United States District Court, D. Arizona
MICHELLE H. BURNS, Magistrate Judge.
Pending before the Court is Plaintiff Selahudin Selimovic's appeal from the Social Security Administration's final decision to deny his claim for disability insurance benefits and supplemental security income. After reviewing the administrative record and the arguments of the parties, the Court now issues the following ruling.
I. PROCEDURAL HISTORY
On July 18, 2008, Plaintiff filed applications for disability insurance benefits and supplemental security income alleging disability beginning January 1, 2006. (Transcript of Administrative Record ("Tr.") at 17, 288-304.) His applications were denied initially and on reconsideration. (Tr. at 144-46, 152-54.) Thereafter, Plaintiff requested a hearing before an administrative law judge. (Tr. at 155.) Hearings were held on January 18, 2011 and June 30, 2011, (Tr. at 44-93, 94-143), and the ALJ issued a decision finding that Plaintiff was disabled between January 1, 2006 and January 22, 2009, but that as of January 23, 2009, Plaintiff experienced medical improvement to such a degree that he was no longer disabled (Tr. at 12-43). The Appeals Council denied Plaintiff's request for review (Tr. at 1-6), making the ALJ's decision the final decision of the Commissioner. Plaintiff then sought judicial review of the ALJ's decision pursuant to 42 U.S.C. § 405(g).
II. STANDARD OF REVIEW
The Court must affirm the ALJ's findings if the findings are supported by substantial evidence and are free from reversible legal error. See Reddick v. Chater , 157 F.3d 715, 720 (9th Cir. 1998); Marcia v. Sullivan , 900 F.2d 172, 174 (9th Cir. 1990). Substantial evidence means "more than a mere scintilla" and "such relevant evidence as a reasonable mind might accept as adequate to support a conclusion." Richardson v. Perales , 402 U.S. 389, 401 (1971); see Reddick , 157 F.3d at 720.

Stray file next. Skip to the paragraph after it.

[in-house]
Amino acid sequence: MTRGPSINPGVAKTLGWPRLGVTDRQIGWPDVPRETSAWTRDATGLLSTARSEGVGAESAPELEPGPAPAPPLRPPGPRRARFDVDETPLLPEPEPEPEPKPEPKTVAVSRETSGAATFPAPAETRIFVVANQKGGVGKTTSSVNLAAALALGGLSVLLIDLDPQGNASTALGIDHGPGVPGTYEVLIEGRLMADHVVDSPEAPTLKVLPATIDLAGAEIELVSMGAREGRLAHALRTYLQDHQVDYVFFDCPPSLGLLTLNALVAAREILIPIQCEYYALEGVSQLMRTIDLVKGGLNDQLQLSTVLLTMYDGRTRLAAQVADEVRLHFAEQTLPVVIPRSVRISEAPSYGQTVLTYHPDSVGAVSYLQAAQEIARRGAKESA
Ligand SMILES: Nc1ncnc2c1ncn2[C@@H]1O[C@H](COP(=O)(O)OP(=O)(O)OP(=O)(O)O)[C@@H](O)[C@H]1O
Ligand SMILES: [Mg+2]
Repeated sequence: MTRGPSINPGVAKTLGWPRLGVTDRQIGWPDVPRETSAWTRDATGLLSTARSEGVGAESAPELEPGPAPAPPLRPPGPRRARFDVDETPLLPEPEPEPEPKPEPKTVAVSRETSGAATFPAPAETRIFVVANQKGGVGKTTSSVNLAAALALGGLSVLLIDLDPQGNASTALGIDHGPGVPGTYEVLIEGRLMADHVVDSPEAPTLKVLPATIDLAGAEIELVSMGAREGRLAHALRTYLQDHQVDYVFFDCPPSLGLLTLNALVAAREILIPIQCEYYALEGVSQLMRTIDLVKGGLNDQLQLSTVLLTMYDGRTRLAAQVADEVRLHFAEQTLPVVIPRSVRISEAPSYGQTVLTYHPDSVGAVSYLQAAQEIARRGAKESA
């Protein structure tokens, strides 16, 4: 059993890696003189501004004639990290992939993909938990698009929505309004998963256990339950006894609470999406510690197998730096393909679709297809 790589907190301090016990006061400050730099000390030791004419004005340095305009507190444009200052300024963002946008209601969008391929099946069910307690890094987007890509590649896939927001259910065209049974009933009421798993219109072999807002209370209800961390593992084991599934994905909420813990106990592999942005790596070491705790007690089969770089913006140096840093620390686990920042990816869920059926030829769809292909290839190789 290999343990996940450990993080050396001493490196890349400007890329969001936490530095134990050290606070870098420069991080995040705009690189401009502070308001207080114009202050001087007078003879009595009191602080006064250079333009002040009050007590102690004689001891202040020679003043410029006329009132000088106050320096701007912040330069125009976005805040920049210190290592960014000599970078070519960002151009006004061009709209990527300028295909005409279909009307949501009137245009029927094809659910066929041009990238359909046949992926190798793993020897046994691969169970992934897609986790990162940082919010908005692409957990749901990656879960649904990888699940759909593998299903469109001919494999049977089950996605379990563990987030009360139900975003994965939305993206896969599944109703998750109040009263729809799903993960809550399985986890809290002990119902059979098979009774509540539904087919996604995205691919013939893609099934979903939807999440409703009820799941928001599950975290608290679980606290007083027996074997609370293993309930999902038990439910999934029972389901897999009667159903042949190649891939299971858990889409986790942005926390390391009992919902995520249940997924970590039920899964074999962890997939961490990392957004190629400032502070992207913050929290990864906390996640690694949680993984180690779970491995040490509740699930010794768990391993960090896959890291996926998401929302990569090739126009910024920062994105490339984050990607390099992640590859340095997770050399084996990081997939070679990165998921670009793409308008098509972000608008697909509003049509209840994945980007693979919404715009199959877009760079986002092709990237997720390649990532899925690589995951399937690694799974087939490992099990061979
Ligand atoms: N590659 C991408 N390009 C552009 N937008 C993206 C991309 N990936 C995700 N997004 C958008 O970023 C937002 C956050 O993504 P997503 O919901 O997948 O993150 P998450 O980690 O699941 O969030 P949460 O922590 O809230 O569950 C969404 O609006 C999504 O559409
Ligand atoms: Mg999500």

In determining whether substantial evidence supports a decision, the Court considers the administrative record as a whole, weighing both the evidence that supports and the evidence that detracts from the ALJ's conclusion. See Reddick , 157 F.3d at 720. "The ALJ is responsible for determining credibility, resolving conflicts in medical testimony, and for resolving ambiguities." Andrews v. Shalala , 53 F.3d 1035, 1039 (9th Cir. 1995); see Magallanes v. Bowen , 881 F.2d 747, 750 (9th Cir. 1989). "If the evidence can reasonably support either affirming or reversing the [Commissioner's] conclusion, the court may not substitute its judgment for that of the [Commissioner]." Reddick , 157 F.3d at 720-21.
III. THE ALJ'S FINDINGS
In order to be eligible for disability or social security benefits, a claimant must demonstrate an "inability to engage in any substantial gainful activity by reason of any medically determinable physical or mental impairment which can be expected to result in death or which has lasted or can be expected to last for a continuous period of not less than 12 months." 42 U.S.C. § 423(d)(1)(A). An ALJ determines a claimant's eligibility for benefits by following a five-step sequential evaluation:
(1) determine whether the applicant is engaged in "substantial gainful activity";
(2) determine whether the applicant has a medically severe impairment or combination of impairments;